Chu Teh-Chun


Chu Teh-Chun (b. 1920, Baitu, Jiangsu, China; d. 2014, Paris, France) is renowned for his abstract oil paintings of imagined and dramatic landscapes. Although they are executed from the confines of his studio, the landscapes are inspired by his extensive travels, the forms of which he has borrowed to give countenance to his sentiments. His compositions possess a profound sense of depth, poetry and musicality, evoking a cosmic atmosphere conjured by his calligraphic liveliness. Chu began to learn calligraphy, and acquire a fundamental knowledge of Tang dynasty poetry from the age of five. Born into a wealthy family, he delighted in discovering and studying the works of Wang Xizhi (303–361) from his family art collection. Although he went on to study European watercolour and oil painting under Wu Dayu (1903–1988) at the National Academy of Fine Arts in Hangzhou, Chu was passionate about ancient Tang and Song dynasty poetry, calligraphy and literati painting. His lessons with modern ink master Pan Tianshou (1897–1971) allowed Chu to become familiar with the freedom and innovation of the Qing individualists, of Bada Shanren’s (1626–1705) subjective and revolutionary approach to space, and of Shitao’s (1642–1707) emphasis on the calligraphic line. After permanently moving to Paris in 1955, he initially adopted the figurative realism that he saw in the Paris Salon, earning him the Silver Medal in 1956. It was his visit to the retrospective of Nicolas de Staël at Musée National d’Art Moderne, Paris, in the same year that encouraged him to pursue the path of abstraction. This artistic encounter had a lasting impression on Chu, and de Staël’s works inspired the iconic visual language that Chu continued to refine and develop for the rest of his life. The contemporary European enthusiasm for avant-garde non-figurative abstraction and action painting encouraged Chu to rediscover the ‘abstract’ elements within his own painting tradition.


Since the Tang dynasty, Chinese literati painting has abstracted from nature and has regarded painting, calligraphy and poetry as interwoven threads of the same fabric. Although Chu adopted the traditional European medium of oil painting, he regarded his approach to painting as being inherently Chinese. He resumed his study of calligraphy in the late 1960s, imbuing his spontaneous compositions with an increasingly practiced hand, and instilling his works with the wisdom of ancient classical texts, such as the Book of Changes. The sweeping brushstrokes of his gouache, ink and oil works carry the weight of the mythical divine origins of Chinese writing; its ideographic origins sealing the inseparable relationship between painting and calligraphy, merging the acts of visual depiction and conveyance of an idea.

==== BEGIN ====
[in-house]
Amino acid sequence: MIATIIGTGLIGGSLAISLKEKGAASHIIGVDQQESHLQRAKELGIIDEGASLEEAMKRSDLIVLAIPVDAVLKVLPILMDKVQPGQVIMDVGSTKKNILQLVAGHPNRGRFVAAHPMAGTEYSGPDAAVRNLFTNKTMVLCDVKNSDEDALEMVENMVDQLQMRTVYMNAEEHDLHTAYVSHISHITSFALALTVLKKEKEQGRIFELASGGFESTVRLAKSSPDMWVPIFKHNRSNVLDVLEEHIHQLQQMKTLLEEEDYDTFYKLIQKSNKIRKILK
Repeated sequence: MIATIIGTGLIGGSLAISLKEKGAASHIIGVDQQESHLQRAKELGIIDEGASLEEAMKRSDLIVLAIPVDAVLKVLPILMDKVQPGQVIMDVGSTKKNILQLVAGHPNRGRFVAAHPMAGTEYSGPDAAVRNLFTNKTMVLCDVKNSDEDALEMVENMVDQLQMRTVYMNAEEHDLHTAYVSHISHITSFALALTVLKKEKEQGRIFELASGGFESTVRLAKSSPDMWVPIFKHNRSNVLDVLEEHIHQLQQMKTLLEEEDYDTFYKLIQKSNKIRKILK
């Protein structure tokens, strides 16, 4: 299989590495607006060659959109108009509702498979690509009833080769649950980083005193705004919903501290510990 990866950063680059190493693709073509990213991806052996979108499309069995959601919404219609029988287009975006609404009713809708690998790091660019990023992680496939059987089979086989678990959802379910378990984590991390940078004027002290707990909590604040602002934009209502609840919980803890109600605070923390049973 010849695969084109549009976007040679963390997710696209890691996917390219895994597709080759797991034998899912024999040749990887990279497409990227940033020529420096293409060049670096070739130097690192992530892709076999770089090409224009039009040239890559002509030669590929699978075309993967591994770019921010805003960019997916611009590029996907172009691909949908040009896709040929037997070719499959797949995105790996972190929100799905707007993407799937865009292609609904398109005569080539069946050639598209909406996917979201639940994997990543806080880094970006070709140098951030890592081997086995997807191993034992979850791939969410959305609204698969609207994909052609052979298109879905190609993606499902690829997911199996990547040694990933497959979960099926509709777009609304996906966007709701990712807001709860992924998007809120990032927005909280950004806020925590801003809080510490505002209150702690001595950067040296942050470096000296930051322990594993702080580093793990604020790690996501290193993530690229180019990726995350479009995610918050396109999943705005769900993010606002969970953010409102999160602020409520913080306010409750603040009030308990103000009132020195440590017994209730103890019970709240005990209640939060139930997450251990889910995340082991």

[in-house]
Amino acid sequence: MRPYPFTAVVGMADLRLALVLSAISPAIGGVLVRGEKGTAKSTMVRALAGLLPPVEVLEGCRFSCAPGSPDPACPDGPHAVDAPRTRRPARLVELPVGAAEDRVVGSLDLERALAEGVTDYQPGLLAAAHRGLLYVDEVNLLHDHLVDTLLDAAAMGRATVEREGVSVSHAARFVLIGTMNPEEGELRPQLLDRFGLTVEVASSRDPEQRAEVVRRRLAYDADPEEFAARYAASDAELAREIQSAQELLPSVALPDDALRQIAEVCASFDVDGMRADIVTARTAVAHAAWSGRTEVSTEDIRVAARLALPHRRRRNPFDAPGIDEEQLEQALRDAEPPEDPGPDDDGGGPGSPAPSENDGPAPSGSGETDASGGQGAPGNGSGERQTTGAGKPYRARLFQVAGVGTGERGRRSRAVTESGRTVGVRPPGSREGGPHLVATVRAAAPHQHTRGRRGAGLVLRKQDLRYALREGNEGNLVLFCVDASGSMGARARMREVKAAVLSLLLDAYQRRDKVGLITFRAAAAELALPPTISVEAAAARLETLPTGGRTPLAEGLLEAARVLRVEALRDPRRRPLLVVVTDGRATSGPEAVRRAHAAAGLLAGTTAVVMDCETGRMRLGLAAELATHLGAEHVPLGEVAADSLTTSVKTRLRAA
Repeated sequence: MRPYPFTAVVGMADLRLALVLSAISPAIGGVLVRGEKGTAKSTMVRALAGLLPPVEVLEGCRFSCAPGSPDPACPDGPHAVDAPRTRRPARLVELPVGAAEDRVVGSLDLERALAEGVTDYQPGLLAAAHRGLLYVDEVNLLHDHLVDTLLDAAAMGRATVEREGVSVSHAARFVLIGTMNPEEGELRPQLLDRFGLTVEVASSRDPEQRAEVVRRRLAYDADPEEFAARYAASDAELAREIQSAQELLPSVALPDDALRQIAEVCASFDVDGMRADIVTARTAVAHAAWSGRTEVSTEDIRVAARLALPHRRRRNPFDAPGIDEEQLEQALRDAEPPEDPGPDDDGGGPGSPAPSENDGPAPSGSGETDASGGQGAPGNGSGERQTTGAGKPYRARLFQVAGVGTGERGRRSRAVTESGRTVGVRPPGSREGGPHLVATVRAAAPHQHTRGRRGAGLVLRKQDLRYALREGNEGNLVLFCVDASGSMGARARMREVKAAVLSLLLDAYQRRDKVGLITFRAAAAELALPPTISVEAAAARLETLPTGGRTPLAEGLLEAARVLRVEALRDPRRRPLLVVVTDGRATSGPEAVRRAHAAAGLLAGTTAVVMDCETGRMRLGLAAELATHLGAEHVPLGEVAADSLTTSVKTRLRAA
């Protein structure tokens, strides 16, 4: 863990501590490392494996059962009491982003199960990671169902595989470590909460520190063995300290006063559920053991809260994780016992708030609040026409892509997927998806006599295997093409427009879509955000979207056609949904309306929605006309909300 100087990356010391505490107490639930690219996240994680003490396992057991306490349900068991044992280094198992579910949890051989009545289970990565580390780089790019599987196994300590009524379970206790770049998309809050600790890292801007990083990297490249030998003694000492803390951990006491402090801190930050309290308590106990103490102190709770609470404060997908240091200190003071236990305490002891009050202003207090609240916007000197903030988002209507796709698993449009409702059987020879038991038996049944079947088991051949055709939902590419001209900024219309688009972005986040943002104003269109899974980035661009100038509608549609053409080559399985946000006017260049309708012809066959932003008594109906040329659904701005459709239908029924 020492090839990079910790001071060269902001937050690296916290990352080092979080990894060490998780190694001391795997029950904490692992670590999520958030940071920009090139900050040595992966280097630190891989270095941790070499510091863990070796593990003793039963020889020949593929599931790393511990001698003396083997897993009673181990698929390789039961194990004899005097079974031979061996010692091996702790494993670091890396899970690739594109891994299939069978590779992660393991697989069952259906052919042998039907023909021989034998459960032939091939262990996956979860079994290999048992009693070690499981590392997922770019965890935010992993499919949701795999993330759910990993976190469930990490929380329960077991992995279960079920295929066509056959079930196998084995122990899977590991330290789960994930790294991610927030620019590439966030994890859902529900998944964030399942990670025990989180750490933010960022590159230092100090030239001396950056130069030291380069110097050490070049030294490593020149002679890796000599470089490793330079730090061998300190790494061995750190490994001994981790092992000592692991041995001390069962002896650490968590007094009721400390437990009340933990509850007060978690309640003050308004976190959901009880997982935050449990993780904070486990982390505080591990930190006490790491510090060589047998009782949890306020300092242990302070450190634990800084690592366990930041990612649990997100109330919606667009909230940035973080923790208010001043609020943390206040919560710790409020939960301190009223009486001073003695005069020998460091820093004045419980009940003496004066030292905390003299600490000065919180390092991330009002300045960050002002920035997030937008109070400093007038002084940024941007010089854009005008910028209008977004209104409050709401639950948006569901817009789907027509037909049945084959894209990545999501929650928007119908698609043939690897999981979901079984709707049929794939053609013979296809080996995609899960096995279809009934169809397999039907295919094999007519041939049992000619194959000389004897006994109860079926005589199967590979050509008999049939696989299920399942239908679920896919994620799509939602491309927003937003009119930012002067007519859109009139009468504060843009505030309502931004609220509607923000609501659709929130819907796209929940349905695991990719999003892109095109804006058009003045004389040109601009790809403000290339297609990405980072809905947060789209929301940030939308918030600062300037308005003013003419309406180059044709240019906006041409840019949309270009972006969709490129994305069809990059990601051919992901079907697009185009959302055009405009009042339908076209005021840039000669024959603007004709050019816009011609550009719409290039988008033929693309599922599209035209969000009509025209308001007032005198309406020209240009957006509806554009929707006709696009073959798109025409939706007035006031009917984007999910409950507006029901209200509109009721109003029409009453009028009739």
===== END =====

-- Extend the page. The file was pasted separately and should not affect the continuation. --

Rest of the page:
Chu initially aspired to be a gymnast but, following the protestations of his father, instead enrolled at the National Academy of Fine Arts, Hangzhou, in 1935. He befriended fellow student Zao Wou-ki (1921–2013) and later persuaded Wu Guanzhong (1919–2010) to give up engineering for painting. The outbreak of the Sino-Japanese War in 1937 forced the academy into itinerancy, allowing Chu to see the dramatic landscapes of southern China. After teaching Architecture at the National Central University in Nanjing, and fine art at the National Taiwan Normal University in Taipei, Taiwan, Chu moved to Paris in 1955. He would stay there the remainder of his life, eventually adopting French citizenship in 1980. Chu quickly gained international recognition, and was invited to exhibit at the São Paulo Biennale in 1969. He has been the subject of several important retrospectives at Shanghai Museum of Art (2000), André Malraux Museum, Le Havre (1982), National Museum of History of Taipei, Taiwan (2008), and the National Art Museum of China, Beijing (2010). In 1997, he became the first Chinese member of the Académie des Beaux-Arts, Paris, and was awarded the Chevalier de l’Ordre des Palmes Academiques and Chevalier de la Légion d’Honneur in 2001. His work is held in important public collections, including Bibliothéque Nationale, Paris; Guangdong Museum of Art, Guangzhou, China; Musée des beaux-arts André Malraux, Le Havre; Musée d’art moderne de la Ville de Paris; Musée Cernuschi, Paris; National Museum of History, Taipei; Shanghai Museum of Art, Shanghai; and Taipei Fine Art Museum, Taiwan.

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